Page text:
Teen Won't Put in Effort at School

There are so many things going on in the mind and body of a 15-year-old girl, all of them intense!
No matter what we do, we can't seem to motivate our 15-year-old daughter to try in school. She received 3 F's on her last report card. Her teachers say she doesn't turn in her assignments. Neither of us understands why she refuses to put any effort into school. When we ask her, we just get a blank stare or a lie. What can we do?
I'd like to know if there have been any other observable changes in your daughter's everyday pattern of living -- physical changes; long uninterrupted depressed periods; significant changes in hygiene; how she presents herself physically; changes in friends and how much of a social life she is leading; or a breakup with a boyfriend. There are so many things going on in the mind and body of a 15 year-old girl, all of them INTENSE!!! Does she usually confide in you or tell you what's going on in her life? Has something distressing happened in the family or to someone close to her that could be saddening, worrying, or preoccupying her? Has she done poorly in school for a while or is this report card a real shock? I would ask yourself these questions and then see a good family therapist who deals often with kids this age; both of you should go, not your daughter. Formulate an action plan with this therapist and meanwhile, don't express anger or shame at your daughter's academic failure. She is definitely communicating something to you that she can't presently say directly to you. You can tell her you are sorry she doesn't feel like trying in school right now and that you are going to try to help her make her life feel happier and more worthwhile. Express your love for her and make that appointment. Good luck folks. I'm sure some understanding is on the way.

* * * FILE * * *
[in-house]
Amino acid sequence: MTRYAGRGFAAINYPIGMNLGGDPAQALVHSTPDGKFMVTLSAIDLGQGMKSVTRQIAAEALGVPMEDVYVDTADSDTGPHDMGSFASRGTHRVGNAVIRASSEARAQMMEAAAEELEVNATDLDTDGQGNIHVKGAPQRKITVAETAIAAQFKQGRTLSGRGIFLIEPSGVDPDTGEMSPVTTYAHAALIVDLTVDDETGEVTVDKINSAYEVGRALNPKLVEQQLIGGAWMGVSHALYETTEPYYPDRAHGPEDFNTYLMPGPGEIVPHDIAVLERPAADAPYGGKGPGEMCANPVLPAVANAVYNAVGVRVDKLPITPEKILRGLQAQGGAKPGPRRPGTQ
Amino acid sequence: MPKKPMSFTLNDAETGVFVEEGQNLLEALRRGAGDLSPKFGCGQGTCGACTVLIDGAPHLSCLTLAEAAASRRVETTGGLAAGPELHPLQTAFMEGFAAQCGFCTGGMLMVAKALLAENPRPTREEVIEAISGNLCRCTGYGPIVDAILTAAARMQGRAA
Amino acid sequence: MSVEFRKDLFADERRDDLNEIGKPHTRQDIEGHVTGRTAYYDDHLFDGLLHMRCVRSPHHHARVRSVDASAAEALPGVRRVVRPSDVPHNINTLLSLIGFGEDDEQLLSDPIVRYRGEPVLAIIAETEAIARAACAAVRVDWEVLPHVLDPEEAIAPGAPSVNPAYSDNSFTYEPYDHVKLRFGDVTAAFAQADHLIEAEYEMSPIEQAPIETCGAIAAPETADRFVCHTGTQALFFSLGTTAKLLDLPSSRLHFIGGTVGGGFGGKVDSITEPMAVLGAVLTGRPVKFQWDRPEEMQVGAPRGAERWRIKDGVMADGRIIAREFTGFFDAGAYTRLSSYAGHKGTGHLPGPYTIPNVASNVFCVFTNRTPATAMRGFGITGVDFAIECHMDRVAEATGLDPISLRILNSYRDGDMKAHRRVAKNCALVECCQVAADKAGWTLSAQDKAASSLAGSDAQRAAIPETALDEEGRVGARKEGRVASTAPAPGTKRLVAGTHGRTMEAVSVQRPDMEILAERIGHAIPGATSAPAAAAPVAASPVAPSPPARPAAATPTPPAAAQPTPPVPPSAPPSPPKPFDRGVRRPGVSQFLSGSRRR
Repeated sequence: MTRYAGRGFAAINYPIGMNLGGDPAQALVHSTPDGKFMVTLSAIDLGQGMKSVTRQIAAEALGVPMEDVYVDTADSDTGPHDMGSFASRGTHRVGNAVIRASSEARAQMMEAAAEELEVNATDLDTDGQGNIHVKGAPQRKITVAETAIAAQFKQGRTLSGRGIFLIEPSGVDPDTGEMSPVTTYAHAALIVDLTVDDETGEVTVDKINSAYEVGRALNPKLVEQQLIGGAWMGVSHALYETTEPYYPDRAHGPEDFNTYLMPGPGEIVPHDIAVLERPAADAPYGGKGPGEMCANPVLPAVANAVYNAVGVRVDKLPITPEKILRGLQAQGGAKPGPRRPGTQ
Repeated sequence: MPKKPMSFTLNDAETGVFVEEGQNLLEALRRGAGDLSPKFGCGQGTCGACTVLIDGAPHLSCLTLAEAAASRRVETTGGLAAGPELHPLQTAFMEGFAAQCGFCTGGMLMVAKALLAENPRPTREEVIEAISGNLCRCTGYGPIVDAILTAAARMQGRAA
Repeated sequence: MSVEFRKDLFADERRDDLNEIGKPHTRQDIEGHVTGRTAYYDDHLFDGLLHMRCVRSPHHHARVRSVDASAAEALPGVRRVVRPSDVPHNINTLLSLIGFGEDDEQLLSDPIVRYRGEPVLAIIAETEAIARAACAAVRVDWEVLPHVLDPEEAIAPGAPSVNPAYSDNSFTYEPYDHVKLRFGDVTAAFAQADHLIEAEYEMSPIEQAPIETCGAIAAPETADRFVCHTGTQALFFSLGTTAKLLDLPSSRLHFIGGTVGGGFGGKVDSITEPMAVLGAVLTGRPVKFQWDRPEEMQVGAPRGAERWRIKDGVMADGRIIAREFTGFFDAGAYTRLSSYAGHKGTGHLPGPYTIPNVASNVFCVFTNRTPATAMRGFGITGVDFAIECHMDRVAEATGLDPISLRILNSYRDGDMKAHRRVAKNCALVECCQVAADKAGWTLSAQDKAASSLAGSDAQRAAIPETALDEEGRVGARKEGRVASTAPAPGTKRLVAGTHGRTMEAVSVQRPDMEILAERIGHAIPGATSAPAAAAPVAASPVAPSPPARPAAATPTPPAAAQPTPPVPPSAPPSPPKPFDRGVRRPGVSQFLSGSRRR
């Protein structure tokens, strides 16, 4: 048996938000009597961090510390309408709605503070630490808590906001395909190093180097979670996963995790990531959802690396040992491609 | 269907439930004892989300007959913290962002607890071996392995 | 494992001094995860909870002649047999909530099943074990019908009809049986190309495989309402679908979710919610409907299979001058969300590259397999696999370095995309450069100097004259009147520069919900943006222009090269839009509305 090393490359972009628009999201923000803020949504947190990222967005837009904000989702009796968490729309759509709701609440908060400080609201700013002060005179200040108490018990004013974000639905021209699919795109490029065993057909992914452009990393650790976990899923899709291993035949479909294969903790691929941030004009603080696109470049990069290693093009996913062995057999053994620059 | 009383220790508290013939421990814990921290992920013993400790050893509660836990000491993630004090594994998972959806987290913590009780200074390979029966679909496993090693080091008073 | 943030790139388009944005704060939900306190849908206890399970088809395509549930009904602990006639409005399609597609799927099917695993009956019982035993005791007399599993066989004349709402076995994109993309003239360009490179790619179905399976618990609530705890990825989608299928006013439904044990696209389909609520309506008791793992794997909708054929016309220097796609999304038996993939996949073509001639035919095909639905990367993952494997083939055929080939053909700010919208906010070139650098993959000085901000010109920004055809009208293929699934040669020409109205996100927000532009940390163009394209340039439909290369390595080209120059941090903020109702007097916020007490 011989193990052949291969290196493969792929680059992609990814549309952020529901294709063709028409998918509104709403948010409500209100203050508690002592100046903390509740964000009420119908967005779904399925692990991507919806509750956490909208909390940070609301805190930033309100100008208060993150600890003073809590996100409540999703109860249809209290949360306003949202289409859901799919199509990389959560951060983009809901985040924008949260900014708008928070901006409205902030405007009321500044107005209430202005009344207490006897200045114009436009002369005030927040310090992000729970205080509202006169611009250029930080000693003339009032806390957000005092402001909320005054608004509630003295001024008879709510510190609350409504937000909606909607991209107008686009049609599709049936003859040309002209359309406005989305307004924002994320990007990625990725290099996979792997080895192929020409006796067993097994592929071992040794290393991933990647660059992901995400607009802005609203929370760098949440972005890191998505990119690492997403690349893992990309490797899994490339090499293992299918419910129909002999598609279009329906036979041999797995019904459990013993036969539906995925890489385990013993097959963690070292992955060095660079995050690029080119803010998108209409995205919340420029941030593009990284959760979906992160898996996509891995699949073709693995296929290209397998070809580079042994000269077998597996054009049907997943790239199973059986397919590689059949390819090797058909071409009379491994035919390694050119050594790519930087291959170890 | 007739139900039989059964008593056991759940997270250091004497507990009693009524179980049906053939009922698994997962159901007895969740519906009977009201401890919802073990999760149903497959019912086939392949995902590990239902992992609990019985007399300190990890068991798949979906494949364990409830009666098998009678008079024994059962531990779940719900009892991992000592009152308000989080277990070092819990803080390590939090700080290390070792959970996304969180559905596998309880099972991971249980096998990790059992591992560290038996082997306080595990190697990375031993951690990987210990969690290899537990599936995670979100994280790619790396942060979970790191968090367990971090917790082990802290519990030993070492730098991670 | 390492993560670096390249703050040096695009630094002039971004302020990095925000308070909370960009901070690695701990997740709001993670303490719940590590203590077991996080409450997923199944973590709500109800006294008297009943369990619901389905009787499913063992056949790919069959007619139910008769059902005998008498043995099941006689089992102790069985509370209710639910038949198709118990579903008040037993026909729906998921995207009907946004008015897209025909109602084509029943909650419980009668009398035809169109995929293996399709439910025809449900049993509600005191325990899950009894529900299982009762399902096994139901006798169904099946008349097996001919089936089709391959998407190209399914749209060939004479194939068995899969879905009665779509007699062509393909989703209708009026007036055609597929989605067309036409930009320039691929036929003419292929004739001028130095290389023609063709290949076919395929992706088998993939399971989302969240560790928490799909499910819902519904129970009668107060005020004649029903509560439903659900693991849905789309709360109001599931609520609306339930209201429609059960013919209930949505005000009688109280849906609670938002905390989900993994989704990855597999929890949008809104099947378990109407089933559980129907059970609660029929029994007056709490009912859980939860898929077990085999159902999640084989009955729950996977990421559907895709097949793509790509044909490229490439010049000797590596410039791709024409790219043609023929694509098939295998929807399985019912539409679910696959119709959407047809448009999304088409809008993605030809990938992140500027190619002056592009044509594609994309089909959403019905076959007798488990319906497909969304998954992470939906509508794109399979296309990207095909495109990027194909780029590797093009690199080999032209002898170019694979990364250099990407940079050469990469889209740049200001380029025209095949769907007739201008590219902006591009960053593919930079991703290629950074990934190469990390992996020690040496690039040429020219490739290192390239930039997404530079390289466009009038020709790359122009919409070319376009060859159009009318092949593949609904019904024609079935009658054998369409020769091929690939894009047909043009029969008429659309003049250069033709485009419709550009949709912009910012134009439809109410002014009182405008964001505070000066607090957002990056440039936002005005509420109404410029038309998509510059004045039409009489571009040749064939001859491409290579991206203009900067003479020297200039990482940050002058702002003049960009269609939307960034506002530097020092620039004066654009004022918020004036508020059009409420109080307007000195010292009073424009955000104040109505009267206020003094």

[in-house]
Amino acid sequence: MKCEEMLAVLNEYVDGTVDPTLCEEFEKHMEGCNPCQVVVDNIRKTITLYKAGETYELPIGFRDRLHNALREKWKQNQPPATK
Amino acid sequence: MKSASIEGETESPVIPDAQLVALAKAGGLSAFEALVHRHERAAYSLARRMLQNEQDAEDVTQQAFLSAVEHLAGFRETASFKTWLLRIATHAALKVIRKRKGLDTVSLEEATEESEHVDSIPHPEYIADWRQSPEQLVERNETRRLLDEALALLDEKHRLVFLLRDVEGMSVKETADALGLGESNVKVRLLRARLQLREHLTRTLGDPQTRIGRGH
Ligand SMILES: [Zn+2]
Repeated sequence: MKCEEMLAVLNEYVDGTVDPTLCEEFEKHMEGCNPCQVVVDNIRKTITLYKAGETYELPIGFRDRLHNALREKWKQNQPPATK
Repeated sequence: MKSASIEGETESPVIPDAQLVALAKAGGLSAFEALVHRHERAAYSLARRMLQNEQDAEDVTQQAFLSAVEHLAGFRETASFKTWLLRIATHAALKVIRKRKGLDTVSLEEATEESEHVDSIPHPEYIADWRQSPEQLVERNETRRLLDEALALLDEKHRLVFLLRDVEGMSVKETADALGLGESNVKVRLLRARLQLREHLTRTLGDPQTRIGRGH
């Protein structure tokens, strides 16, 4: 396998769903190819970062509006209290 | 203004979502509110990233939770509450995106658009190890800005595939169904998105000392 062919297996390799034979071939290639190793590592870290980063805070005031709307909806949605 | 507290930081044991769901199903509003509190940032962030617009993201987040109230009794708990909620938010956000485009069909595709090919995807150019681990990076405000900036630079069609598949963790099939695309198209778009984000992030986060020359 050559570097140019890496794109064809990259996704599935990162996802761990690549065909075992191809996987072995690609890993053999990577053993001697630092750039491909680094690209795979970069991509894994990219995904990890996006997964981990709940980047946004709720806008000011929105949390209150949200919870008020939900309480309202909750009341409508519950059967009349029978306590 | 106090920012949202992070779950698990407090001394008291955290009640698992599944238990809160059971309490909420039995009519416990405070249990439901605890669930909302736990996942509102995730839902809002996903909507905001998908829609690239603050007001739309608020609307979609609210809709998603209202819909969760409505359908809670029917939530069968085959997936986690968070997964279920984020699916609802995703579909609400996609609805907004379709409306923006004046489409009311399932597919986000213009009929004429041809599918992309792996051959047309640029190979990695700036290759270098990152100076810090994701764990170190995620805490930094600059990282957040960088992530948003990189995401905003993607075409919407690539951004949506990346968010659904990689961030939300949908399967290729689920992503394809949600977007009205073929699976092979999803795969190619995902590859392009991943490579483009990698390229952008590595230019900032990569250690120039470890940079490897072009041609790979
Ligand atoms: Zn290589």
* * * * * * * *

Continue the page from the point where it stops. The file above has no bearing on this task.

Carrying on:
Carleton Kendrick has been in private practice as a family therapist and has worked as a consultant for more than 20 years. He has conducted parenting seminars on topics ranging from how to discipline toddlers to how to stay connected with teenagers. Kendrick has appeared as an expert on national broadcast media such as CBS, Fox Television Network, Cable News Network, CNBC, PBS, and National Public Radio. In addition, he's been quoted in the New York Times, Washington Post, Chicago Tribune, Boston Globe, USA Today, Reader's Digest, BusinessWeek, Good Housekeeping, Woman's Day, and many other publications.

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